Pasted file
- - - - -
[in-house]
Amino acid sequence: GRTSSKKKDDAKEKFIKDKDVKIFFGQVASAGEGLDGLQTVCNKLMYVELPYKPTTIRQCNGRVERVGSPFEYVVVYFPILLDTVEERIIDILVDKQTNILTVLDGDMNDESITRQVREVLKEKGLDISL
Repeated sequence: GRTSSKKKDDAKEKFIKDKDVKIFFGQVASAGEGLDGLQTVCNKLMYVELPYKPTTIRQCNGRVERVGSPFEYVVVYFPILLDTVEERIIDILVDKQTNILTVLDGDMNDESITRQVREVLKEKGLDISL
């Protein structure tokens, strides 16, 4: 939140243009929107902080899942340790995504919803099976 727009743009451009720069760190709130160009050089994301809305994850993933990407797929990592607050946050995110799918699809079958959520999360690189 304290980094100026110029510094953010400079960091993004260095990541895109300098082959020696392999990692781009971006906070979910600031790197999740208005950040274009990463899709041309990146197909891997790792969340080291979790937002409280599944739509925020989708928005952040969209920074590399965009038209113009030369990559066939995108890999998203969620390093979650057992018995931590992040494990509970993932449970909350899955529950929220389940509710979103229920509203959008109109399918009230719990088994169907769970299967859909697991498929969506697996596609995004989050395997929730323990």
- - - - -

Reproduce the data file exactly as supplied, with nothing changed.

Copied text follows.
[in-house]
Amino acid sequence: GRTSSKKKDDAKEKFIKDKDVKIFFGQVASAGEGLDGLQTVCNKLMYVELPYKPTTIRQCNGRVERVGSPFEYVVVYFPILLDTVEERIIDILVDKQTNILTVLDGDMNDESITRQVREVLKEKGLDISL
Repeated sequence: GRTSSKKKDDAKEKFIKDKDVKIFFGQVASAGEGLDGLQTVCNKLMYVELPYKPTTIRQCNGRVERVGSPFEYVVVYFPILLDTVEERIIDILVDKQTNILTVLDGDMNDESITRQVREVLKEKGLDISL
């Protein structure tokens, strides 16, 4: 939140243009929107902080899942340790995504919803099976 727009743009451009720069760190709130160009050089994301809305994850993933990407797929990592607050946050995110799918699809079958959520999360690189 304290980094100026110029510094953010400079960091993004260095990541895109300098082959020696392999990692781009971006906070979910600031790197999740208005950040274009990463899709041309990146197909891997790792969340080291979790937002409280599944739509925020989708928005952040969209920074590399965009038209113009030369990559066939995108890999998203969620390093979650057992018995931590992040494990509970993932449970909350899955529950929220389940509710979103229920509203959008109109399918009230719990088994169907769970299967859909697991498929969506697996596609995004989050395997929730323990």